AS A LONGTIME partner at Kleiner Perkins Caufield & Byers, Joe Lacob had a reputation for backing high-risk, high-reward startups. But when he paid $450 million in 2010 for the Golden State Warriors—then valued at a measly $315 million and considered the worst team in the NBA—even die-hard fans scoffed.Seven years later, the Warriors are two-time champs worth a reported $2.6 billion.

In his new book, Betaball, Erik Malinowski (a former WIRED staffer) credits the slingshot turnaround not to Steph Curry's swishing three-pointers but to Lacob's application of Silicon Valley strategies to revitalize a sluggish team.

Nov

3

"Russian Influence Reached 12 Million Through Facebook Alone":

"The internet search giant Google also confirmed earlier reports that the Internet Research Agency [a Kremlin-linked hasbara outfit] had purchased search and display ads from it. Google said the group had bought $4,700 in ads… How could poor Hillary, with only $1.2 billion and a virtual monopoly on the fervent support of the press lords—both American (such as Jeff Bezos of The Washington Post) and un-American (such as Carlos Slim of The New York Times)—hope to compete with Moscow's marketing might?"

In Facebook's earnings call this evening, Mark Zuckerberg emphasized at length how serious he is about investigating the Russians' use of Facebook to influence the US election, and how Facebook's increased security/preventive efforts will take priority over Facebook profits.Aside from the article quoted above (and linked to below), are there any major media news stories that have realistically analyzed and explained to the public the total $145,000 claimed to have been spent by Russia-linked buyers on Google, Facebook and other social media, compared to the over $1 billion spent by Hillary Clinton, plus equivalent amounts from the DNC and rich PACs supporting her?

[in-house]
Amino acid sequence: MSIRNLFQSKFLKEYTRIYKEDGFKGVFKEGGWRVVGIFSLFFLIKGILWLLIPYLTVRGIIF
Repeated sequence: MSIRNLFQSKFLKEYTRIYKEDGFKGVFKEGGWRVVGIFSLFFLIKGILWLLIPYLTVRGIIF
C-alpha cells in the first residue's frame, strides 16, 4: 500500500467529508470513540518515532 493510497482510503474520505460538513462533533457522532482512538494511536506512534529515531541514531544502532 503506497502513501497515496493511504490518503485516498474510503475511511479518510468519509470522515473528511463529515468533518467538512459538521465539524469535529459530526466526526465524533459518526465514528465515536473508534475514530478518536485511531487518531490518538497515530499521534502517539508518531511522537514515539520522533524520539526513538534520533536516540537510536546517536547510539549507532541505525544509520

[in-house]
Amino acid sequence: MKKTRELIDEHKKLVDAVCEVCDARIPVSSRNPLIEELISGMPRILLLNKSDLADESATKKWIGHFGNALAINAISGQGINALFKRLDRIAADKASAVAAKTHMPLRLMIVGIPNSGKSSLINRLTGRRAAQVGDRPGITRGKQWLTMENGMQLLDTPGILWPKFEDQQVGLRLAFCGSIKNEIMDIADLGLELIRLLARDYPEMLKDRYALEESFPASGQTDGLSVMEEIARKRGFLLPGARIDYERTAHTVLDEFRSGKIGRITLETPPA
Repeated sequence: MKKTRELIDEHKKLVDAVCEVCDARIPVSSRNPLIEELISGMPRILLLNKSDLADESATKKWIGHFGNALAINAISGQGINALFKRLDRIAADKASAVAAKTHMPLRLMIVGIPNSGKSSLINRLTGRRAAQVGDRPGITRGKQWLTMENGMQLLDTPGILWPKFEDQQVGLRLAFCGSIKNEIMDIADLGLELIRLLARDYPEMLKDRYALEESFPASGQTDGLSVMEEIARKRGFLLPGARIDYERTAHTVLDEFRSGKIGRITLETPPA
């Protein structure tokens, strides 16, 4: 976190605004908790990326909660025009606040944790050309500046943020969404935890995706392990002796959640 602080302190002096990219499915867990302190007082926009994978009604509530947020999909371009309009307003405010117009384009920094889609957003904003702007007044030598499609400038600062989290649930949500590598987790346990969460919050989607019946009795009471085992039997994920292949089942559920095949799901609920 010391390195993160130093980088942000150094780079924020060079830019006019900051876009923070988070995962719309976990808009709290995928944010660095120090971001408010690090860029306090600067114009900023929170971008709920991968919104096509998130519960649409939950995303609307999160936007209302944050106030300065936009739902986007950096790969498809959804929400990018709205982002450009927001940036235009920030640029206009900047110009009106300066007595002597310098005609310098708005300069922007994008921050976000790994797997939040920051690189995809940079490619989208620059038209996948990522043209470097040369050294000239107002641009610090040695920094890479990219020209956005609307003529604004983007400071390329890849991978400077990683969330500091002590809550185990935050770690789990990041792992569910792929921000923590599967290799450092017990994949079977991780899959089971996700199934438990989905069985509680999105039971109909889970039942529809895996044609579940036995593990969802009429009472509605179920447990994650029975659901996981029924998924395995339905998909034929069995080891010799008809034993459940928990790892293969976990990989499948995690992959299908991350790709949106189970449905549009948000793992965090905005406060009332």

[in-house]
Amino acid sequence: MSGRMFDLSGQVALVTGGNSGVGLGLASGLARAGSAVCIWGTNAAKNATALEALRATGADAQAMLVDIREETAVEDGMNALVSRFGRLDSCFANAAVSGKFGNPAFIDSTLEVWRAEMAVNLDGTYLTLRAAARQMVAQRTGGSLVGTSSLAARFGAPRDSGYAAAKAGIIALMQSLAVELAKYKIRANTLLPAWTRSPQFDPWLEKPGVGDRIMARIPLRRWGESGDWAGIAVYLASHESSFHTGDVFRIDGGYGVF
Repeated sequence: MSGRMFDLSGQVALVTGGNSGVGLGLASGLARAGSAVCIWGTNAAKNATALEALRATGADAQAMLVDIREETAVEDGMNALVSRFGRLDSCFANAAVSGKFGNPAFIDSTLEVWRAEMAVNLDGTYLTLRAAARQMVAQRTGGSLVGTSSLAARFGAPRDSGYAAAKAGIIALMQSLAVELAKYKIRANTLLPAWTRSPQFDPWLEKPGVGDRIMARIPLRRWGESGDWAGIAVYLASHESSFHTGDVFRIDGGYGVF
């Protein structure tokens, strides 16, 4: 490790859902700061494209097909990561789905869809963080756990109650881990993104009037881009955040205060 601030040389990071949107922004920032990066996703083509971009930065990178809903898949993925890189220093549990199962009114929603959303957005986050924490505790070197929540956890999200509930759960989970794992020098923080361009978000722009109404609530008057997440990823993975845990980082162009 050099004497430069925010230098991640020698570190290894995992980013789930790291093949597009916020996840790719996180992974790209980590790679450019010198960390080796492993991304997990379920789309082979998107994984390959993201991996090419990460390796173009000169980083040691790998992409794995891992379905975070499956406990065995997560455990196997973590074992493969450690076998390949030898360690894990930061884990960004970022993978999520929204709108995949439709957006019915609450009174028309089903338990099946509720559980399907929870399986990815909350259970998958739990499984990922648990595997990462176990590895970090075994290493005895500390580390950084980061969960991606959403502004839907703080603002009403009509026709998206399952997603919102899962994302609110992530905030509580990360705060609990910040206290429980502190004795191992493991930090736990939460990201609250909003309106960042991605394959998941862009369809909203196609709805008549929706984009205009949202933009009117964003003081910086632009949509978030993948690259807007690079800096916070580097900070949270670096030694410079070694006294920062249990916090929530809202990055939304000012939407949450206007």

$4,700 is what my auto parts company used to spend on Google EACH WEEK, and it did nothing to prevent the company from failing. I very much doubt the $4,500 spent on Google by the Russians (supposedly to foster racial tension by encouraging Blacks to attend protest events, as I recall, although possibly that was their Facebook spending) influenced even one vote.

Jeb Bush had a war chest of $100,000,000 early in the Republican primary contest and he could not influence the election.

Hillary Clinton and her supporters had a couple of billion dollars to spend and could not influence the election.

And if an easier comparison, how about the $145,000 the supposed Russian collusion with Trump spent compared to the $12 million the Hillary campaign and DNC spent to collude with the Russians in developing the anti-Trump dossier?

I realize reporters are usually not good at math, but don't they have any sense of the difference between $145,000 and $12 million? Or the difference between $145,000 and a couple of billion?

Nov

1

 The spectacle of public hangings in old England, where criminals were hanged in front of enormous crowds, were the largest social gatherings of the time. Picnics, children, barking dogs, and sweethearts on their boyfriends' shoulders were brought to watch the criminals die by hanging. A whole lot of offenses could get you stretched. Vendors would show up early to set up their food and mementoes related to the hanging. Pamphlets would be sold which claimed to have printed the dying speech of him with the rope collar. Known as the 'Last Dying Speech', the quotes were usually fake, as the truly inquiring rushed to get good spots close to the gallows, in hopes of hearing the final address. Sometimes he dropped still publicly shaming the hangman, the audience, and abuse of the times. It was not a quick process, since it was a short fall, the neck would often not break, and he would have to strangle to death, which took several minutes. Sometimes the families and friends of the dying would be asked to pull down on the legs to help speed the process along. This whipped the crowd up into riots, fighting and rolling in the mud; bets had been made on how long the hung would kick. After he was dead, the mob would rush the stage to try to get a souvenir. Hangmen were known to flog the body in order to cut off pieces of clothing to hand out. The rope was also cut up and sold, the cost based on the crime and fame of the hanged.